I had an appointment this week with my pulmonologist in Green Bay. Each visit I am asked to perform specific test to evaluate the strength of the muscles my lungs need to function properly. The average or normal person has a forced vital capacity (FVC) of 80%. Prior to my hip surgery in December 2018, my FVC was 74%. This is when I noticed my body wasn’t feeling right. In February 2019 my FVC was 59% and in March it was 47%. Today it was 36% and this brought up a conversation with the doctor that I again was not ready to have.
He said that I would need to begin thinking about whether I would want a tracheostomy. This is a huge life change not just for me, but for those who are caring for me. I am still uncertain at this moment what I will do, so I am asking you to pray that I make the right choice for me and my family.
I have images of being unable to speak, breathe or eat on my own. I know right now how frustrated I become when unable to communicate with others due to poor speech or being on my ventilator. Images of watching my grandson play and not talking to him or telling him jokes. Me being unable to tell my wife how much I love her. Unable to speak to my kids and communicate my love for them. Images of solitary confinement in my body fill my mind. How is that living? On the other hand, I would be around longer to see my kids and grandson grow older. As long as God allows, I would have Cindy by my side. Please pray I do the right thing.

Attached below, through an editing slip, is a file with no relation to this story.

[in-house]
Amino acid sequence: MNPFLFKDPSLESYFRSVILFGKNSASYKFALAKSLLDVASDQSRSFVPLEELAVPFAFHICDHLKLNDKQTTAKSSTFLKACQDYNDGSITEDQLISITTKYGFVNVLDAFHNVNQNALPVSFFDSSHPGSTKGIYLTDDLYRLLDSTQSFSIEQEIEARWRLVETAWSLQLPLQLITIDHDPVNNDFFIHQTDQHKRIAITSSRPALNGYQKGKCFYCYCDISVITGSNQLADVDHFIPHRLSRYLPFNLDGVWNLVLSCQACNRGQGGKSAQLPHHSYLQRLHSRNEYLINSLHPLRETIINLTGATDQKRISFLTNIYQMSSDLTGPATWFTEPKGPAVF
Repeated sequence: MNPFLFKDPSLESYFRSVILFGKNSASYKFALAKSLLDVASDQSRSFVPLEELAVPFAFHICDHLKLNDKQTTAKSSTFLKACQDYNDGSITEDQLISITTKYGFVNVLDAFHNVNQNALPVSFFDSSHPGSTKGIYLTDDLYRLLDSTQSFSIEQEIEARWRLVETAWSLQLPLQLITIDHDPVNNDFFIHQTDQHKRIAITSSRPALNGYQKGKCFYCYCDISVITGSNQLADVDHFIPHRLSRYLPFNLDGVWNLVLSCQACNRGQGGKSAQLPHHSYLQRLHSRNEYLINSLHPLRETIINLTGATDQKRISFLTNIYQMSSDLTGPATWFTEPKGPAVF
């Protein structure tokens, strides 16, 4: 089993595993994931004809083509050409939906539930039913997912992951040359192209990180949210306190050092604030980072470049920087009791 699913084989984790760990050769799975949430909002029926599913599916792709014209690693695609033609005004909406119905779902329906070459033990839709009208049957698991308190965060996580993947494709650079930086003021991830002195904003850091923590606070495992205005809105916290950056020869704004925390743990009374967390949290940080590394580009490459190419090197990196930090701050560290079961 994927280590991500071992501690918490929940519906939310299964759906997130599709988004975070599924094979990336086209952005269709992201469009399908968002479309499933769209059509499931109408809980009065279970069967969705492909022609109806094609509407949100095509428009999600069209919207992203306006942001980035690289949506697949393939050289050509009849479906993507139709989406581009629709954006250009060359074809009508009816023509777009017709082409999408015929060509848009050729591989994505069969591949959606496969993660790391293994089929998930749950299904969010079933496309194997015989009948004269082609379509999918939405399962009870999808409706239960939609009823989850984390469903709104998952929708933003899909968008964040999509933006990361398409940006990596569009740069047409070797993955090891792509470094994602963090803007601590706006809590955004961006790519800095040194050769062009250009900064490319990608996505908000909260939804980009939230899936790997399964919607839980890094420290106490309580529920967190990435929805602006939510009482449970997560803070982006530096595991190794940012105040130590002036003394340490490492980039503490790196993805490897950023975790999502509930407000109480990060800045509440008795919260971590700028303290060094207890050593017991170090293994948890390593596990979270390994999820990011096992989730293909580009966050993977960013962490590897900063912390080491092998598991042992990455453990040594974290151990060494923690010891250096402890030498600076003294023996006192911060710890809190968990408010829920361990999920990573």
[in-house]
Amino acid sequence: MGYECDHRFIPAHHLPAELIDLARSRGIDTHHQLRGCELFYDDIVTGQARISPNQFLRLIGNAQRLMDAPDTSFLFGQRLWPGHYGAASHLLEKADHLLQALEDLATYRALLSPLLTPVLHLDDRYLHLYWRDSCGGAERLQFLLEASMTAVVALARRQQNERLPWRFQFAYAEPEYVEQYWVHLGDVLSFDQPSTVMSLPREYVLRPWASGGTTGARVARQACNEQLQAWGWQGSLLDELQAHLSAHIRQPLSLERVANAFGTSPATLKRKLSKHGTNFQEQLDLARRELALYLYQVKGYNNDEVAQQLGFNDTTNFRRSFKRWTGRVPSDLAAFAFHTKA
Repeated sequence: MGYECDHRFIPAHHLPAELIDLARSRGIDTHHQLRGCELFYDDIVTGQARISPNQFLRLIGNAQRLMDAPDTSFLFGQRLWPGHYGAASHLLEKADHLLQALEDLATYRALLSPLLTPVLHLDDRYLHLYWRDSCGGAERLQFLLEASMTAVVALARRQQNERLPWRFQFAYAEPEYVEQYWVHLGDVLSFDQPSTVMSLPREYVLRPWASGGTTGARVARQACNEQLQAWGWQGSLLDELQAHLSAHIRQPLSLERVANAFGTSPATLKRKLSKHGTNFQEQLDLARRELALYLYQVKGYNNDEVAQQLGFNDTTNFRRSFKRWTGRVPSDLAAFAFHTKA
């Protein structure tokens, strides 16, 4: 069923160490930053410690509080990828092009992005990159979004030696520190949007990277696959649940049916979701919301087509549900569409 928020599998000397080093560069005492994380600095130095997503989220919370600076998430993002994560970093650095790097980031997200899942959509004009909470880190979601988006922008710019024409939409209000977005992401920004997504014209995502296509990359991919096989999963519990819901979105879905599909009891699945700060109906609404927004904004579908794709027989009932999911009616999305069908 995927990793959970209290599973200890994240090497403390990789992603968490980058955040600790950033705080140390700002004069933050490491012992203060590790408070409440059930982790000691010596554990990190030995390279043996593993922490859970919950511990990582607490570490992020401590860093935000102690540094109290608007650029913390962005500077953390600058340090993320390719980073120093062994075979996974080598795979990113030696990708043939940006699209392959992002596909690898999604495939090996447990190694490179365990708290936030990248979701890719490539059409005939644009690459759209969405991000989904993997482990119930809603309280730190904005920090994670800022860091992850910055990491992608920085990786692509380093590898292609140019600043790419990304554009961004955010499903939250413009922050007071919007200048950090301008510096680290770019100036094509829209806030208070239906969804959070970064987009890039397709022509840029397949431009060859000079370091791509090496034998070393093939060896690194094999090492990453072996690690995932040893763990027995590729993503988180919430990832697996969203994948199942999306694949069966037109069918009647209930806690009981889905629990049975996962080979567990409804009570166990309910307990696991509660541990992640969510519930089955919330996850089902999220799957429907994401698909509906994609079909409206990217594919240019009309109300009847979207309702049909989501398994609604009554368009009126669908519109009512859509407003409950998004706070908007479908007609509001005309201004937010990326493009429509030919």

The Day to Day
There are days I feel like giving up. My mind tells me I can do things I’ve done all my life, so I get out of this chair and pursue my interest to only endure a short time. My legs feel weak and my breathing is laborious. I’m fooled by “mind over matter.” Experiences like this make it difficult to stay positive. It seems like every Sunday I feel worse in the morning than other days. There have been a couple of Sundays I chose to stay home and not preach. Most of the time I power through and go to church so I can bring the message.
The apostle James tell us that we are to give thanks for all things. I’ve learned to thank God I’m faced with ALS. This experience has taught me more patience, compassion and understanding the feelings of others. My eyes have been opened to all the hurt around us each day. I thank God I’m still alive. I thank Him for the good days I have and the bad days I live through. I thank Him for my wife. Oh, how she has been a blessing to me. I’ve never felt so loved than since this journey began. Cindy has been so understanding and patient with me.